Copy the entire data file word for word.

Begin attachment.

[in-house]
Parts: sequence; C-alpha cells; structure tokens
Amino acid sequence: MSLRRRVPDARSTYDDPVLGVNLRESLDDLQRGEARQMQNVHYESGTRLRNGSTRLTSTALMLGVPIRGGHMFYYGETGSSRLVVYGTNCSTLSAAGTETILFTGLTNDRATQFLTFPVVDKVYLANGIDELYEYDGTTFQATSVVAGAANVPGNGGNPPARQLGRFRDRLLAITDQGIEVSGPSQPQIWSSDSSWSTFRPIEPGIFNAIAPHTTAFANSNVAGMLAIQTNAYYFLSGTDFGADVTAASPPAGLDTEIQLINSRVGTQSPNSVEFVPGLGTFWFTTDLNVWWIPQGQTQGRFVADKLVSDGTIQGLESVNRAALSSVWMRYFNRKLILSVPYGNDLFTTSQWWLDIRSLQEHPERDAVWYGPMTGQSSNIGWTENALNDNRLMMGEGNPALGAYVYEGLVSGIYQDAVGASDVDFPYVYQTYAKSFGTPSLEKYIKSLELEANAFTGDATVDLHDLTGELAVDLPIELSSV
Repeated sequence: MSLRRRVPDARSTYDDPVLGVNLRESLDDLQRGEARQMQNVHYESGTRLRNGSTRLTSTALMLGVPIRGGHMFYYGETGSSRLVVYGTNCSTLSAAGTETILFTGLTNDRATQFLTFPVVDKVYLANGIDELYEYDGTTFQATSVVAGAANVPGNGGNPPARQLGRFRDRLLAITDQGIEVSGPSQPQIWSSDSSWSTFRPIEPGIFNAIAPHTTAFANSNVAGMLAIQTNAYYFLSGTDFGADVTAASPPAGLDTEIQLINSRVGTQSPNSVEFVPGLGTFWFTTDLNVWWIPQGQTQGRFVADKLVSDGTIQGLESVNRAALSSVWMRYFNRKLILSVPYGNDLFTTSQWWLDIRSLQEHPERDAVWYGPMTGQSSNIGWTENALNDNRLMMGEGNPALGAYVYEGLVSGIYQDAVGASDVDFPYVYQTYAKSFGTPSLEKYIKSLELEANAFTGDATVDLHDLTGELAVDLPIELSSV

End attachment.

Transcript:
[in-house]
Parts: sequence; C-alpha cells; structure tokens
Amino acid sequence: MSLRRRVPDARSTYDDPVLGVNLRESLDDLQRGEARQMQNVHYESGTRLRNGSTRLTSTALMLGVPIRGGHMFYYGETGSSRLVVYGTNCSTLSAAGTETILFTGLTNDRATQFLTFPVVDKVYLANGIDELYEYDGTTFQATSVVAGAANVPGNGGNPPARQLGRFRDRLLAITDQGIEVSGPSQPQIWSSDSSWSTFRPIEPGIFNAIAPHTTAFANSNVAGMLAIQTNAYYFLSGTDFGADVTAASPPAGLDTEIQLINSRVGTQSPNSVEFVPGLGTFWFTTDLNVWWIPQGQTQGRFVADKLVSDGTIQGLESVNRAALSSVWMRYFNRKLILSVPYGNDLFTTSQWWLDIRSLQEHPERDAVWYGPMTGQSSNIGWTENALNDNRLMMGEGNPALGAYVYEGLVSGIYQDAVGASDVDFPYVYQTYAKSFGTPSLEKYIKSLELEANAFTGDATVDLHDLTGELAVDLPIELSSV
Repeated sequence: MSLRRRVPDARSTYDDPVLGVNLRESLDDLQRGEARQMQNVHYESGTRLRNGSTRLTSTALMLGVPIRGGHMFYYGETGSSRLVVYGTNCSTLSAAGTETILFTGLTNDRATQFLTFPVVDKVYLANGIDELYEYDGTTFQATSVVAGAANVPGNGGNPPARQLGRFRDRLLAITDQGIEVSGPSQPQIWSSDSSWSTFRPIEPGIFNAIAPHTTAFANSNVAGMLAIQTNAYYFLSGTDFGADVTAASPPAGLDTEIQLINSRVGTQSPNSVEFVPGLGTFWFTTDLNVWWIPQGQTQGRFVADKLVSDGTIQGLESVNRAALSSVWMRYFNRKLILSVPYGNDLFTTSQWWLDIRSLQEHPERDAVWYGPMTGQSSNIGWTENALNDNRLMMGEGNPALGAYVYEGLVSGIYQDAVGASDVDFPYVYQTYAKSFGTPSLEKYIKSLELEANAFTGDATVDLHDLTGELAVDLPIELSSV